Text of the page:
Felicia Huarsaya is one of many Indigenous artisans whose crafts were sold at the Cultural Survival Bazaars this year. She comes from a small community in the Peruvian province of Azangaro about 15,815 feet above sea level near Lake Titicaca. In her 4,450 acre community, residents make their living a variety of ways. Community members raise livestock such as llamas, alpacas, cows and sheep. In terms of agriculture, people in the area cultivate a number of Andean grains, such as barley, wheat, lima beans, and multiple types of quinoa. A variety of tubers also make up some of the region’s staple crops, such as potatoes, oca, olluco, and mashua.
As a complementary activity to agricultural activities and raising livestock, the community is known for creating handmade craft goods. In an interview with Cultural Survival, Felicia explained about these crafts, “We are selling our hand woven products, different artwork that we – the Indigenous women of Peru - know how to weave by hand.” The female farmers in the area sell these hand-woven products as part of a collective. She explained that they use only high quality alpaca fibers and sheep’s wool that are natural and very healthy for people. On the other hand, there are unnatural acrylics used in industrialized wool that are in fact harmful to people in the long term. Felicia stated that these artisans “pride themselves on using 100 percent wool.” They use high quality materials for the production of sweaters, scarves, hats, finger puppets, and other similar crafts. Felicia and a few other vendors from her community – like a number of Indigenous artisans from around the world – traveled thousands of miles from home to participate in the Cultural Survival Bazaars. They are looking not only to boost their sales, but also to make new contacts, look for new markets at which to sell their goods, and also to show off the work that is very important to their community. The consumer knowledge gained throughout these bazaars will help the Indigenous weavers create better designs in their products and also allow them to offer their products to more clients and consumers.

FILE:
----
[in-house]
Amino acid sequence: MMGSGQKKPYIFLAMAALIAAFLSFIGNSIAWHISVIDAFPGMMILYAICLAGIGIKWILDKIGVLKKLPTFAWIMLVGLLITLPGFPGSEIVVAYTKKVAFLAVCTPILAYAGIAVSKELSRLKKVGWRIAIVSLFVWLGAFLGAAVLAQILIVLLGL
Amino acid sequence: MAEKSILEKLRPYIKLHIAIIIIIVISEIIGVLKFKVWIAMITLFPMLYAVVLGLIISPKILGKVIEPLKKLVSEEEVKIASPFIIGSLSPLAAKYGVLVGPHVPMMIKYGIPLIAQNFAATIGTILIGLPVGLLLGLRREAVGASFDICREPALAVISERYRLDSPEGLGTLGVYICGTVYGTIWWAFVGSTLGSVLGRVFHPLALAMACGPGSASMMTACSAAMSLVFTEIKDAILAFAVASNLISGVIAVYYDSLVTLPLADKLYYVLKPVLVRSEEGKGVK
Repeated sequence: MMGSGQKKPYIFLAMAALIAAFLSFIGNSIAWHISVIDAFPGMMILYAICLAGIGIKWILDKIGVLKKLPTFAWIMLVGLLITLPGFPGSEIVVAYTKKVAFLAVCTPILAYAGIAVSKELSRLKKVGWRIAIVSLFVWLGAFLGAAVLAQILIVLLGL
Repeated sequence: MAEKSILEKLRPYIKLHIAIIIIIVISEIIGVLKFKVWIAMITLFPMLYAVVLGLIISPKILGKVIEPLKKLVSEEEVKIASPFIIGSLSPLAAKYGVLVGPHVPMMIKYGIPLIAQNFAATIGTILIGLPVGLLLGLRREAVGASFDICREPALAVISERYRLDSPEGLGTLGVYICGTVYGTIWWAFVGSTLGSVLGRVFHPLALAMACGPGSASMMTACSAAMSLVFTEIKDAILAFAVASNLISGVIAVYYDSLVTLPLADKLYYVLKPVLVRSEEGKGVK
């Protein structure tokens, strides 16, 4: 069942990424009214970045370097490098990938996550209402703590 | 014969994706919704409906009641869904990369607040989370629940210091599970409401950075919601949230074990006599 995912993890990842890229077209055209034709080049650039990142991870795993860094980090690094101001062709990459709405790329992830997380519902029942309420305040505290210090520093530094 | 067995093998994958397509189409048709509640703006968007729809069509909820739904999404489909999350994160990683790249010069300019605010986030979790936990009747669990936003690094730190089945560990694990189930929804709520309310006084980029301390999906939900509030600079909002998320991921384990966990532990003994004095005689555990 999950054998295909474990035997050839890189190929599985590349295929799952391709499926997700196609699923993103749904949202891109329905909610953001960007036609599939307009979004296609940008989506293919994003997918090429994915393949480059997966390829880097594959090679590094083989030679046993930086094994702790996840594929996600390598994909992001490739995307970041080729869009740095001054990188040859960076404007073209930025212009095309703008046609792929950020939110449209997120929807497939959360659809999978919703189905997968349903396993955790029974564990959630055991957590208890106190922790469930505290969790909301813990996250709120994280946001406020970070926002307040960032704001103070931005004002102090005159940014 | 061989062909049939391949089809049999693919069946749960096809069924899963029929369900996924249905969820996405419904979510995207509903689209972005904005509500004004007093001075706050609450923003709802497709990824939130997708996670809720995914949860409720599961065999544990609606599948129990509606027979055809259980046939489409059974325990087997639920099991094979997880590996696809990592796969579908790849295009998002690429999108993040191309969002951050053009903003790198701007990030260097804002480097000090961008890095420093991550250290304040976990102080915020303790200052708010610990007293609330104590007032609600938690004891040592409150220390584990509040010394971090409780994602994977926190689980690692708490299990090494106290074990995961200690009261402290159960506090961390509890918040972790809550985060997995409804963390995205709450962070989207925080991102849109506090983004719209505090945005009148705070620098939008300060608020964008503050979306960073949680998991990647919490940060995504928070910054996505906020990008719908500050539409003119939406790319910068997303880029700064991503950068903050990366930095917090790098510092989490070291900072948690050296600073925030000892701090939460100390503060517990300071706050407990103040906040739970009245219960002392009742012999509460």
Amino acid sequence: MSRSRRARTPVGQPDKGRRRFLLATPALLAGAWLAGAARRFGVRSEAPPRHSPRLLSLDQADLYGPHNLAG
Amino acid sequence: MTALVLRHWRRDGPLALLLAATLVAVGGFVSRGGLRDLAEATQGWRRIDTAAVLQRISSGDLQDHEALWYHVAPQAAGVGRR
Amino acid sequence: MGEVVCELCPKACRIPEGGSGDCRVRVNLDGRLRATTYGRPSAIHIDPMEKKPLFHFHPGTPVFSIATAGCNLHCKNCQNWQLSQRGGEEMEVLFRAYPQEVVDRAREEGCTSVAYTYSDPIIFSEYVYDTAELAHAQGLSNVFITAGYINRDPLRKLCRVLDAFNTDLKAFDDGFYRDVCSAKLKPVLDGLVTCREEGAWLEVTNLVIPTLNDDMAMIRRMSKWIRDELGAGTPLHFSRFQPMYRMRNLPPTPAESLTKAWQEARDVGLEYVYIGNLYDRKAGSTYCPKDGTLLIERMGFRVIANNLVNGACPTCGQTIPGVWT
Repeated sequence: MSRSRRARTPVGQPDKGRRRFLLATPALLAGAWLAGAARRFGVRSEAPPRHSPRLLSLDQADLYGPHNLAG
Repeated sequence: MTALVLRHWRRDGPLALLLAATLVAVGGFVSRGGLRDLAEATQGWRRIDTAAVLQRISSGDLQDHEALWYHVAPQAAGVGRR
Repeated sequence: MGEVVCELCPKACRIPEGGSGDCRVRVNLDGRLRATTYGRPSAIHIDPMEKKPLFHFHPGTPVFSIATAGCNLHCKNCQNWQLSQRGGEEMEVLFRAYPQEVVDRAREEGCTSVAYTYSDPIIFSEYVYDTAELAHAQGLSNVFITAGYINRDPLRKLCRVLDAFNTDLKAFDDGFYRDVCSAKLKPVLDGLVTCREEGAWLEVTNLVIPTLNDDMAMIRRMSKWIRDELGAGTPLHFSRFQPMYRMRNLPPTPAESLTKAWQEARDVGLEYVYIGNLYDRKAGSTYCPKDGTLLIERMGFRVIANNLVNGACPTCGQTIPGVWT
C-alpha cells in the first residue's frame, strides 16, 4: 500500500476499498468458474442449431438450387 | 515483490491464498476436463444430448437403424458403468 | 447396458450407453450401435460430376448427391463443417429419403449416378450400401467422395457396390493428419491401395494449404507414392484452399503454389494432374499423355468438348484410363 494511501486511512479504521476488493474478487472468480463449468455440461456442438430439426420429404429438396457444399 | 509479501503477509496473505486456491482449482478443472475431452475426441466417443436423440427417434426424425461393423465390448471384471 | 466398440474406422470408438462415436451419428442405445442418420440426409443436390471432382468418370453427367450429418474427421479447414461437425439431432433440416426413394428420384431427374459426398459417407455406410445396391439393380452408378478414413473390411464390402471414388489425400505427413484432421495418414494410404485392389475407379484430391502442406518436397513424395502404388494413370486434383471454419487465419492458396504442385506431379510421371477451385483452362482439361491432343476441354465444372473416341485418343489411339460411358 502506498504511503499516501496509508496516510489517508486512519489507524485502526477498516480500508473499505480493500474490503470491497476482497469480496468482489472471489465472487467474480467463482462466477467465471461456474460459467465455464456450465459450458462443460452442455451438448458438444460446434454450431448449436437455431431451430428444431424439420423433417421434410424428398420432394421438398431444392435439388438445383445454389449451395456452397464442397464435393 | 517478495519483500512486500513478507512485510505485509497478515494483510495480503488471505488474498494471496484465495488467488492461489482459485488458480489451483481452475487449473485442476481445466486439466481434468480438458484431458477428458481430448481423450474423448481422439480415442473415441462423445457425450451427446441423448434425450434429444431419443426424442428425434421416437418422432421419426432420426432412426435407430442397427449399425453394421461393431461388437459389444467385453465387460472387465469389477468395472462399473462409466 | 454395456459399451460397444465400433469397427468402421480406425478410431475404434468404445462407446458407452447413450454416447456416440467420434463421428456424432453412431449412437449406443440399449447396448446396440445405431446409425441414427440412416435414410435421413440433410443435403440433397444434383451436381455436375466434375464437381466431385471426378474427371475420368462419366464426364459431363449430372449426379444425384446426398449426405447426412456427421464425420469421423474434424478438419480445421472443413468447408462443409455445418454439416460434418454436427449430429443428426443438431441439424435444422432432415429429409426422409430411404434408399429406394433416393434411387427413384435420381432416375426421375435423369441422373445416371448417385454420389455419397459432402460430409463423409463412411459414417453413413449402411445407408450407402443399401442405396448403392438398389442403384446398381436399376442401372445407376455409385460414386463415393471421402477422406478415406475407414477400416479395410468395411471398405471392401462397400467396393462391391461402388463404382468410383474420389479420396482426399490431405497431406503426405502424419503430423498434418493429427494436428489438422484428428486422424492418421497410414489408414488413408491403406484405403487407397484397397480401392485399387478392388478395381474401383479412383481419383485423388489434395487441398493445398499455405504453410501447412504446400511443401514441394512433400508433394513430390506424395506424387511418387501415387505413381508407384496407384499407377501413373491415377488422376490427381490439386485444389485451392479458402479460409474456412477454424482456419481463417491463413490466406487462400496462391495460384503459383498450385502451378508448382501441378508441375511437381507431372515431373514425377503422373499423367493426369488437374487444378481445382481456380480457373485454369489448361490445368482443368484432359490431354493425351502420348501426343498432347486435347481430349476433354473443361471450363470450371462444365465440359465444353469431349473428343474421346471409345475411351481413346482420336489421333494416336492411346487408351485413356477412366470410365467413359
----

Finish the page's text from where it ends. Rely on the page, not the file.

In addition to her work as an artisan, Felicia has also been involved with the United Nations Permanent Forum on Indigenous Issues for some time now. Each year in May, Felicia meets with other of Indigenous delegates and non-Indigenous representatives to debate issues such as rights, discrimination, territory, and the environment. Felicia noted that most of the current proposals have to do with climate change due to the deterioration of the ozone layer. She stressed the importance of this issue by noting, “Because for us, the environment is the only resource. The only bank is our land, air, and water.”
At the Forum, Felicia and other allies seek to improve the lives of people in their own communities, but also give a voice to a large number of Indigenous people whose opinions might not be heard in these discussions otherwise. It was at this conference where Felicia got connected with Cultural Survival. Members of her community held an exhibition of their hand-woven crafts, and Cultural Survival invited them to participate in the Bazaars and to sell their goods. Ever since, Felicia and her colleagues have been able to reach an entirely new demographic of consumers and inform more people about the social issues prevalent in their community.
To meet Felcia in person come to a Cultural Survival Bazaar this season.
Cultural Survival helps Indigenous Peoples around the world defend their lands, languages, and cultures as they deal with issues like the one you’ve just read about.
To read about Cultural Survival’s work around the world, click here. To read more articles on the subject use our Search function and explore 40 years of information on Indigenous issues.
For ways to take action to help Indigenous communities, click here.
We take on governments and multinational corporations—and they always have more resources than we do—but with the help of people like you, we do win. Your contribution is crucial to that effort. Click here to do your part.